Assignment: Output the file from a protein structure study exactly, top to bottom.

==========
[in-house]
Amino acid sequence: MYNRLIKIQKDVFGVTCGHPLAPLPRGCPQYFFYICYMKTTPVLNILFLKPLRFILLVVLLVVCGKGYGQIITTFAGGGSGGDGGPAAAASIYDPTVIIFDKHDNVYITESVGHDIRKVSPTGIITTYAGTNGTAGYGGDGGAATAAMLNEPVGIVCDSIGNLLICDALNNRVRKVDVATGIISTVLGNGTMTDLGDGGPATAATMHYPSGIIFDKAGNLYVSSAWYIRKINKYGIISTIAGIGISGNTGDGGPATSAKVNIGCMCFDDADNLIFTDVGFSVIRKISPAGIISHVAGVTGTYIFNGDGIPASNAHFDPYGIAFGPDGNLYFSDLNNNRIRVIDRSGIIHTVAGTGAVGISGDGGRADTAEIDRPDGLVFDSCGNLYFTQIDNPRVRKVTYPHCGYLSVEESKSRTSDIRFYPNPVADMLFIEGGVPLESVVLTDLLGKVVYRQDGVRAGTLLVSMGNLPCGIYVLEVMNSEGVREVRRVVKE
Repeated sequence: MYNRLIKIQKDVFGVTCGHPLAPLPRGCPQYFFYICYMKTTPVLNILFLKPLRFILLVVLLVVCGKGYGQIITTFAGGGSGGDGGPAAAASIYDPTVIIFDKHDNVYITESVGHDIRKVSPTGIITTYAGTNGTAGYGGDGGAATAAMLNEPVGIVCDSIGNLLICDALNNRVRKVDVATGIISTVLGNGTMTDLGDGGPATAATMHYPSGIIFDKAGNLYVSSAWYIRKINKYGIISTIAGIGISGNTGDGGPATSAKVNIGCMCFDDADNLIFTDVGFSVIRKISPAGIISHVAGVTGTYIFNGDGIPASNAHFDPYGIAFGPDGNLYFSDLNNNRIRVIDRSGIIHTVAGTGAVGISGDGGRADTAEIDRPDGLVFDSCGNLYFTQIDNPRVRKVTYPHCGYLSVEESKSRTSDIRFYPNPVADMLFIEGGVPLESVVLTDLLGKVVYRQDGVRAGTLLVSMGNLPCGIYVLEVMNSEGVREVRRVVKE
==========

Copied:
[in-house]
Amino acid sequence: MYNRLIKIQKDVFGVTCGHPLAPLPRGCPQYFFYICYMKTTPVLNILFLKPLRFILLVVLLVVCGKGYGQIITTFAGGGSGGDGGPAAAASIYDPTVIIFDKHDNVYITESVGHDIRKVSPTGIITTYAGTNGTAGYGGDGGAATAAMLNEPVGIVCDSIGNLLICDALNNRVRKVDVATGIISTVLGNGTMTDLGDGGPATAATMHYPSGIIFDKAGNLYVSSAWYIRKINKYGIISTIAGIGISGNTGDGGPATSAKVNIGCMCFDDADNLIFTDVGFSVIRKISPAGIISHVAGVTGTYIFNGDGIPASNAHFDPYGIAFGPDGNLYFSDLNNNRIRVIDRSGIIHTVAGTGAVGISGDGGRADTAEIDRPDGLVFDSCGNLYFTQIDNPRVRKVTYPHCGYLSVEESKSRTSDIRFYPNPVADMLFIEGGVPLESVVLTDLLGKVVYRQDGVRAGTLLVSMGNLPCGIYVLEVMNSEGVREVRRVVKE
Repeated sequence: MYNRLIKIQKDVFGVTCGHPLAPLPRGCPQYFFYICYMKTTPVLNILFLKPLRFILLVVLLVVCGKGYGQIITTFAGGGSGGDGGPAAAASIYDPTVIIFDKHDNVYITESVGHDIRKVSPTGIITTYAGTNGTAGYGGDGGAATAAMLNEPVGIVCDSIGNLLICDALNNRVRKVDVATGIISTVLGNGTMTDLGDGGPATAATMHYPSGIIFDKAGNLYVSSAWYIRKINKYGIISTIAGIGISGNTGDGGPATSAKVNIGCMCFDDADNLIFTDVGFSVIRKISPAGIISHVAGVTGTYIFNGDGIPASNAHFDPYGIAFGPDGNLYFSDLNNNRIRVIDRSGIIHTVAGTGAVGISGDGGRADTAEIDRPDGLVFDSCGNLYFTQIDNPRVRKVTYPHCGYLSVEESKSRTSDIRFYPNPVADMLFIEGGVPLESVVLTDLLGKVVYRQDGVRAGTLLVSMGNLPCGIYVLEVMNSEGVREVRRVVKE